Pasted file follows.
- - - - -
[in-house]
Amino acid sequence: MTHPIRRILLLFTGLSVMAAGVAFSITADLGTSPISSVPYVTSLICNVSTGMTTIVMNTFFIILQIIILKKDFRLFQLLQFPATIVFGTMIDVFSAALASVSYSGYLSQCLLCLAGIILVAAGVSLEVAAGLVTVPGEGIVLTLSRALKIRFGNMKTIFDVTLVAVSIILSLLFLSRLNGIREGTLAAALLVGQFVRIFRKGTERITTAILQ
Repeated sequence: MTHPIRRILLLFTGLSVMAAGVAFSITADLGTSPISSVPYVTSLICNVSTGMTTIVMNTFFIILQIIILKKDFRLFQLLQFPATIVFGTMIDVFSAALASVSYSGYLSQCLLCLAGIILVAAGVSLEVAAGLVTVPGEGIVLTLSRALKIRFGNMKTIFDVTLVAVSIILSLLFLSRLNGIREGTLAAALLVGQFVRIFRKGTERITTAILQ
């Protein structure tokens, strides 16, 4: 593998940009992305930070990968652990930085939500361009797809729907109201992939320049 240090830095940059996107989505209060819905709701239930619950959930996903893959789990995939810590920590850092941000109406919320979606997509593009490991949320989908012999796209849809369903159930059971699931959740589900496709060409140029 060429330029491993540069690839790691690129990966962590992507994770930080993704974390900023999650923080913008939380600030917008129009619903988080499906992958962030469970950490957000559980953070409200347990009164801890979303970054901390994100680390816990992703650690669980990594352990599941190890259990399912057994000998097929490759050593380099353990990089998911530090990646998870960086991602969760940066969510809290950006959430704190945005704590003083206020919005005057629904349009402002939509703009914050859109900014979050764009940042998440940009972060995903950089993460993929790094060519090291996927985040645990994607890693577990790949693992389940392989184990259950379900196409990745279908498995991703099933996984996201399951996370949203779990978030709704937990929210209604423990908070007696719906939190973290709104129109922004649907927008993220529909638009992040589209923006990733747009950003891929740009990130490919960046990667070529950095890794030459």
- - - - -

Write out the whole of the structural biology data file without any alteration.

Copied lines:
[in-house]
Amino acid sequence: MTHPIRRILLLFTGLSVMAAGVAFSITADLGTSPISSVPYVTSLICNVSTGMTTIVMNTFFIILQIIILKKDFRLFQLLQFPATIVFGTMIDVFSAALASVSYSGYLSQCLLCLAGIILVAAGVSLEVAAGLVTVPGEGIVLTLSRALKIRFGNMKTIFDVTLVAVSIILSLLFLSRLNGIREGTLAAALLVGQFVRIFRKGTERITTAILQ
Repeated sequence: MTHPIRRILLLFTGLSVMAAGVAFSITADLGTSPISSVPYVTSLICNVSTGMTTIVMNTFFIILQIIILKKDFRLFQLLQFPATIVFGTMIDVFSAALASVSYSGYLSQCLLCLAGIILVAAGVSLEVAAGLVTVPGEGIVLTLSRALKIRFGNMKTIFDVTLVAVSIILSLLFLSRLNGIREGTLAAALLVGQFVRIFRKGTERITTAILQ
């Protein structure tokens, strides 16, 4: 593998940009992305930070990968652990930085939500361009797809729907109201992939320049 240090830095940059996107989505209060819905709701239930619950959930996903893959789990995939810590920590850092941000109406919320979606997509593009490991949320989908012999796209849809369903159930059971699931959740589900496709060409140029 060429330029491993540069690839790691690129990966962590992507994770930080993704974390900023999650923080913008939380600030917008129009619903988080499906992958962030469970950490957000559980953070409200347990009164801890979303970054901390994100680390816990992703650690669980990594352990599941190890259990399912057994000998097929490759050593380099353990990089998911530090990646998870960086991602969760940066969510809290950006959430704190945005704590003083206020919005005057629904349009402002939509703009914050859109900014979050764009940042998440940009972060995903950089993460993929790094060519090291996927985040645990994607890693577990790949693992389940392989184990259950379900196409990745279908498995991703099933996984996201399951996370949203779990978030709704937990929210209604423990908070007696719906939190973290709104129109922004649907927008993220529909638009992040589209923006990733747009950003891929740009990130490919960046990667070529950095890794030459």